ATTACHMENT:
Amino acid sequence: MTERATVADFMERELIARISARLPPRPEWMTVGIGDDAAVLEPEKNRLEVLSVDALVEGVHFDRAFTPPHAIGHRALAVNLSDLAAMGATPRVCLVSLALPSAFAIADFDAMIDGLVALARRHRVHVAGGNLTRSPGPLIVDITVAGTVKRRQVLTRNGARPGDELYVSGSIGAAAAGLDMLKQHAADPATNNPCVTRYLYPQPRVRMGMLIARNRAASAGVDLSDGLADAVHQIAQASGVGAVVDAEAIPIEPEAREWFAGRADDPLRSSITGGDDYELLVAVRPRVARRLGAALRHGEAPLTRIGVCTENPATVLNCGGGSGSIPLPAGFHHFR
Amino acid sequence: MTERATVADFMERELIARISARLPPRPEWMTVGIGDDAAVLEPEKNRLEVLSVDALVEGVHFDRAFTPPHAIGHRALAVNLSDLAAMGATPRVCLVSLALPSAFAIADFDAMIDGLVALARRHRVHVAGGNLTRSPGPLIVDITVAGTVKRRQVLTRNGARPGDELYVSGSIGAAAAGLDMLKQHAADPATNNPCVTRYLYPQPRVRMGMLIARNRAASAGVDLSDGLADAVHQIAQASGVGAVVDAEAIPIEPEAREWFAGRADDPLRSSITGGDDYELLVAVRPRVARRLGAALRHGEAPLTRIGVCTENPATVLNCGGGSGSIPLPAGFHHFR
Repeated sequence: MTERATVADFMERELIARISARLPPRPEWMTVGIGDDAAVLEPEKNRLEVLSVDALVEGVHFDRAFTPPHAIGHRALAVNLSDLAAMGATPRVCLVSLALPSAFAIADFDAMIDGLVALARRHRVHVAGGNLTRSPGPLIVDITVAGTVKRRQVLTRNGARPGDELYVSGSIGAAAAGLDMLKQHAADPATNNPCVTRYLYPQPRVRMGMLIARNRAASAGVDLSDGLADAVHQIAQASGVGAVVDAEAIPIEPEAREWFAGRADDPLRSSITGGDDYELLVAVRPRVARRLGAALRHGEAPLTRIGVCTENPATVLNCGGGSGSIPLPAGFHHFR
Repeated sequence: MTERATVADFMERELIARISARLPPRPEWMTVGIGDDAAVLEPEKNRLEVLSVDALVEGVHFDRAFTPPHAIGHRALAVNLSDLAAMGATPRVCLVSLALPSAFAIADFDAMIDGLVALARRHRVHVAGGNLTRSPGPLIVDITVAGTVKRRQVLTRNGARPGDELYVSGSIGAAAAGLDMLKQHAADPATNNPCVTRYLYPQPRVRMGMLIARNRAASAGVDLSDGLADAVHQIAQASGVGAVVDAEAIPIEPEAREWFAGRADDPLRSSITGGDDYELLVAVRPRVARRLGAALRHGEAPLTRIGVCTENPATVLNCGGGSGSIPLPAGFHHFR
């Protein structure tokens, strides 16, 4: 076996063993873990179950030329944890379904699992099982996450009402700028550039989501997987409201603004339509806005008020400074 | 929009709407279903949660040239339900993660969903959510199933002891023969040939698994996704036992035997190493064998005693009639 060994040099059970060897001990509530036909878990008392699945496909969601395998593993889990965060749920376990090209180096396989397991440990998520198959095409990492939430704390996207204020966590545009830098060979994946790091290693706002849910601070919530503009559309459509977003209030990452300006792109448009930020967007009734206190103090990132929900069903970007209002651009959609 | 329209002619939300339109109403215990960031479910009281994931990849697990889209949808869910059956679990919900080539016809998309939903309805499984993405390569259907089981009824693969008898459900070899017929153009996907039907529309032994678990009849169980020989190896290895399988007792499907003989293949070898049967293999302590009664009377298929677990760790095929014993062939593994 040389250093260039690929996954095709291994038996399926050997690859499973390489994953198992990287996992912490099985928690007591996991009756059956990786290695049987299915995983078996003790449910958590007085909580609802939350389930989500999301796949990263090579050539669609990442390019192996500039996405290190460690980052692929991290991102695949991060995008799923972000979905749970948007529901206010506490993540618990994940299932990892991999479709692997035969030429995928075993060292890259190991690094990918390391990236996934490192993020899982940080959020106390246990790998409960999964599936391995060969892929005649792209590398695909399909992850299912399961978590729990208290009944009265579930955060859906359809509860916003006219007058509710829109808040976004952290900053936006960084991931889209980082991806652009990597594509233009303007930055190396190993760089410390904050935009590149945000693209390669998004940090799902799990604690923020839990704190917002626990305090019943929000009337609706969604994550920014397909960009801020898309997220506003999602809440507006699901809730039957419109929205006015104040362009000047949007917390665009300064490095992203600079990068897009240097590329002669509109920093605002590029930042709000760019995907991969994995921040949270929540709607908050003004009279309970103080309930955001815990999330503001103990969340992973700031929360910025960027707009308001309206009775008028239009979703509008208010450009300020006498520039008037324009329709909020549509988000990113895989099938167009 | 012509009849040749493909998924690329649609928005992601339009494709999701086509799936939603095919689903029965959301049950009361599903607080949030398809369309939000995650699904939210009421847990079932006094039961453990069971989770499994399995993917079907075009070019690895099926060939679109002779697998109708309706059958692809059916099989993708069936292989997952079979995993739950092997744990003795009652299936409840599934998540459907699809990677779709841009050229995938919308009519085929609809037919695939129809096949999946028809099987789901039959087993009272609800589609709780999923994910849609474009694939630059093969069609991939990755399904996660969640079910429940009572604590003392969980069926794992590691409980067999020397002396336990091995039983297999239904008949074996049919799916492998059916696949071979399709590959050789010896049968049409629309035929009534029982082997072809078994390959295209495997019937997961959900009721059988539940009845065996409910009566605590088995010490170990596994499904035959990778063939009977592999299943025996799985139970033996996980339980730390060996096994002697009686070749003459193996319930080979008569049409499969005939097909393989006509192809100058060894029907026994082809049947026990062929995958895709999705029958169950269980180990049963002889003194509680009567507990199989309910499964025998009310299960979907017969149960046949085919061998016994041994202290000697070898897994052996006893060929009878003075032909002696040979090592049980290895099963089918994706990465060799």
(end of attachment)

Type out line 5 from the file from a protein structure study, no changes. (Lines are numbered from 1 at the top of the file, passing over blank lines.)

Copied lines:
């Protein structure tokens, strides 16, 4: 076996063993873990179950030329944890379904699992099982996450009402700028550039989501997987409201603004339509806005008020400074 | 929009709407279903949660040239339900993660969903959510199933002891023969040939698994996704036992035997190493064998005693009639 060994040099059970060897001990509530036909878990008392699945496909969601395998593993889990965060749920376990090209180096396989397991440990998520198959095409990492939430704390996207204020966590545009830098060979994946790091290693706002849910601070919530503009559309459509977003209030990452300006792109448009930020967007009734206190103090990132929900069903970007209002651009959609 | 329209002619939300339109109403215990960031479910009281994931990849697990889209949808869910059956679990919900080539016809998309939903309805499984993405390569259907089981009824693969008898459900070899017929153009996907039907529309032994678990009849169980020989190896290895399988007792499907003989293949070898049967293999302590009664009377298929677990760790095929014993062939593994 040389250093260039690929996954095709291994038996399926050997690859499973390489994953198992990287996992912490099985928690007591996991009756059956990786290695049987299915995983078996003790449910958590007085909580609802939350389930989500999301796949990263090579050539669609990442390019192996500039996405290190460690980052692929991290991102695949991060995008799923972000979905749970948007529901206010506490993540618990994940299932990892991999479709692997035969030429995928075993060292890259190991690094990918390391990236996934490192993020899982940080959020106390246990790998409960999964599936391995060969892929005649792209590398695909399909992850299912399961978590729990208290009944009265579930955060859906359809509860916003006219007058509710829109808040976004952290900053936006960084991931889209980082991806652009990597594509233009303007930055190396190993760089410390904050935009590149945000693209390669998004940090799902799990604690923020839990704190917002626990305090019943929000009337609706969604994550920014397909960009801020898309997220506003999602809440507006699901809730039957419109929205006015104040362009000047949007917390665009300064490095992203600079990068897009240097590329002669509109920093605002590029930042709000760019995907991969994995921040949270929540709607908050003004009279309970103080309930955001815990999330503001103990969340992973700031929360910025960027707009308001309206009775008028239009979703509008208010450009300020006498520039008037324009329709909020549509988000990113895989099938167009 | 012509009849040749493909998924690329649609928005992601339009494709999701086509799936939603095919689903029965959301049950009361599903607080949030398809369309939000995650699904939210009421847990079932006094039961453990069971989770499994399995993917079907075009070019690895099926060939679109002779697998109708309706059958692809059916099989993708069936292989997952079979995993739950092997744990003795009652299936409840599934998540459907699809990677779709841009050229995938919308009519085929609809037919695939129809096949999946028809099987789901039959087993009272609800589609709780999923994910849609474009694939630059093969069609991939990755399904996660969640079910429940009572604590003392969980069926794992590691409980067999020397002396336990091995039983297999239904008949074996049919799916492998059916696949071979399709590959050789010896049968049409629309035929009534029982082997072809078994390959295209495997019937997961959900009721059988539940009845065996409910009566605590088995010490170990596994499904035959990778063939009977592999299943025996799985139970033996996980339980730390060996096994002697009686070749003459193996319930080979008569049409499969005939097909393989006509192809100058060894029907026994082809049947026990062929995958895709999705029958169950269980180990049963002889003194509680009567507990199989309910499964025998009310299960979907017969149960046949085919061998016994041994202290000697070898897994052996006893060929009878003075032909002696040979090592049980290895099963089918994706990465060799």